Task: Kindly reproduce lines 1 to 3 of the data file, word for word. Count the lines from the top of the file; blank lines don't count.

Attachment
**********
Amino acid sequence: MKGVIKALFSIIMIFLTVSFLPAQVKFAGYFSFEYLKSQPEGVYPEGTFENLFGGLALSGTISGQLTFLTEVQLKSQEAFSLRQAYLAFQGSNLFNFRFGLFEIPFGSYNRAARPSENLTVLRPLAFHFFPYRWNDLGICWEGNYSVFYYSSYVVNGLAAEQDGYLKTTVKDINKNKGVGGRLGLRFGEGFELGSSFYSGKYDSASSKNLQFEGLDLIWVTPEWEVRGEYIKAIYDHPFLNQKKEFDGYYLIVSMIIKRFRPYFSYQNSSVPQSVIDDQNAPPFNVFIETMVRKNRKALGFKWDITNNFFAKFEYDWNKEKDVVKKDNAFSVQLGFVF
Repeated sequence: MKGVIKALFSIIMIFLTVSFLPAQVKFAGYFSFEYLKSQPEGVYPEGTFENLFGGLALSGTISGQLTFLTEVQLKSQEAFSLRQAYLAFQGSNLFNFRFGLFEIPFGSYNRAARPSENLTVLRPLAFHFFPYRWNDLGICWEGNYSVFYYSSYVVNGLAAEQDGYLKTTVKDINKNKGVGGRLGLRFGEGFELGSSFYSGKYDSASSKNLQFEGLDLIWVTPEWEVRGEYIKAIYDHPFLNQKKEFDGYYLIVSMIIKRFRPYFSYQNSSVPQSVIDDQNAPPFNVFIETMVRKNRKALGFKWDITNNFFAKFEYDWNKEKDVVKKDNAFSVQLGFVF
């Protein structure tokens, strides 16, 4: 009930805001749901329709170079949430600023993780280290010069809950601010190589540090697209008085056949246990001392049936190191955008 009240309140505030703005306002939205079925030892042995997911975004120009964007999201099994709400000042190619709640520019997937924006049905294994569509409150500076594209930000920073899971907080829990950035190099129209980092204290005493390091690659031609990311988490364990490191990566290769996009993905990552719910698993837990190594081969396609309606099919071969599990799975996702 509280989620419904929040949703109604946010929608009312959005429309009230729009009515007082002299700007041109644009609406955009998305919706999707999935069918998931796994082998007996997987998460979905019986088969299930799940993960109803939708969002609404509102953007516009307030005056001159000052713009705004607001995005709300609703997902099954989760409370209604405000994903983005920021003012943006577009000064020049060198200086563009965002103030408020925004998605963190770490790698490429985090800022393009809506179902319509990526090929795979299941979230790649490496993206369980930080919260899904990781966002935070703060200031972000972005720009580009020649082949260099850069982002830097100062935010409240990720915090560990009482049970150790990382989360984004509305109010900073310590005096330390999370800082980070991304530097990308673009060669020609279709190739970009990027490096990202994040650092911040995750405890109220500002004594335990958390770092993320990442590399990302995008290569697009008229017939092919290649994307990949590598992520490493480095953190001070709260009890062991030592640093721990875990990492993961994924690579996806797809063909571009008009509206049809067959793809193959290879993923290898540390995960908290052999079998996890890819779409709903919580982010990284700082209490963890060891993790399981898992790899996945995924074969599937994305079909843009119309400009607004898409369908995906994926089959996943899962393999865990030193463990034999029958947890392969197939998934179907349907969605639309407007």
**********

Amino acid sequence: MKGVIKALFSIIMIFLTVSFLPAQVKFAGYFSFEYLKSQPEGVYPEGTFENLFGGLALSGTISGQLTFLTEVQLKSQEAFSLRQAYLAFQGSNLFNFRFGLFEIPFGSYNRAARPSENLTVLRPLAFHFFPYRWNDLGICWEGNYSVFYYSSYVVNGLAAEQDGYLKTTVKDINKNKGVGGRLGLRFGEGFELGSSFYSGKYDSASSKNLQFEGLDLIWVTPEWEVRGEYIKAIYDHPFLNQKKEFDGYYLIVSMIIKRFRPYFSYQNSSVPQSVIDDQNAPPFNVFIETMVRKNRKALGFKWDITNNFFAKFEYDWNKEKDVVKKDNAFSVQLGFVF
Repeated sequence: MKGVIKALFSIIMIFLTVSFLPAQVKFAGYFSFEYLKSQPEGVYPEGTFENLFGGLALSGTISGQLTFLTEVQLKSQEAFSLRQAYLAFQGSNLFNFRFGLFEIPFGSYNRAARPSENLTVLRPLAFHFFPYRWNDLGICWEGNYSVFYYSSYVVNGLAAEQDGYLKTTVKDINKNKGVGGRLGLRFGEGFELGSSFYSGKYDSASSKNLQFEGLDLIWVTPEWEVRGEYIKAIYDHPFLNQKKEFDGYYLIVSMIIKRFRPYFSYQNSSVPQSVIDDQNAPPFNVFIETMVRKNRKALGFKWDITNNFFAKFEYDWNKEKDVVKKDNAFSVQLGFVF
């Protein structure tokens, strides 16, 4: 009930805001749901329709170079949430600023993780280290010069809950601010190589540090697209008085056949246990001392049936190191955008 009240309140505030703005306002939205079925030892042995997911975004120009964007999201099994709400000042190619709640520019997937924006049905294994569509409150500076594209930000920073899971907080829990950035190099129209980092204290005493390091690659031609990311988490364990490191990566290769996009993905990552719910698993837990190594081969396609309606099919071969599990799975996702 509280989620419904929040949703109604946010929608009312959005429309009230729009009515007082002299700007041109644009609406955009998305919706999707999935069918998931796994082998007996997987998460979905019986088969299930799940993960109803939708969002609404509102953007516009307030005056001159000052713009705004607001995005709300609703997902099954989760409370209604405000994903983005920021003012943006577009000064020049060198200086563009965002103030408020925004998605963190770490790698490429985090800022393009809506179902319509990526090929795979299941979230790649490496993206369980930080919260899904990781966002935070703060200031972000972005720009580009020649082949260099850069982002830097100062935010409240990720915090560990009482049970150790990382989360984004509305109010900073310590005096330390999370800082980070991304530097990308673009060669020609279709190739970009990027490096990202994040650092911040995750405890109220500002004594335990958390770092993320990442590399990302995008290569697009008229017939092919290649994307990949590598992520490493480095953190001070709260009890062991030592640093721990875990990492993961994924690579996806797809063909571009008009509206049809067959793809193959290879993923290898540390995960908290052999079998996890890819779409709903919580982010990284700082209490963890060891993790399981898992790899996945995924074969599937994305079909843009119309400009607004898409369908995906994926089959996943899962393999865990030193463990034999029958947890392969197939998934179907349907969605639309407007």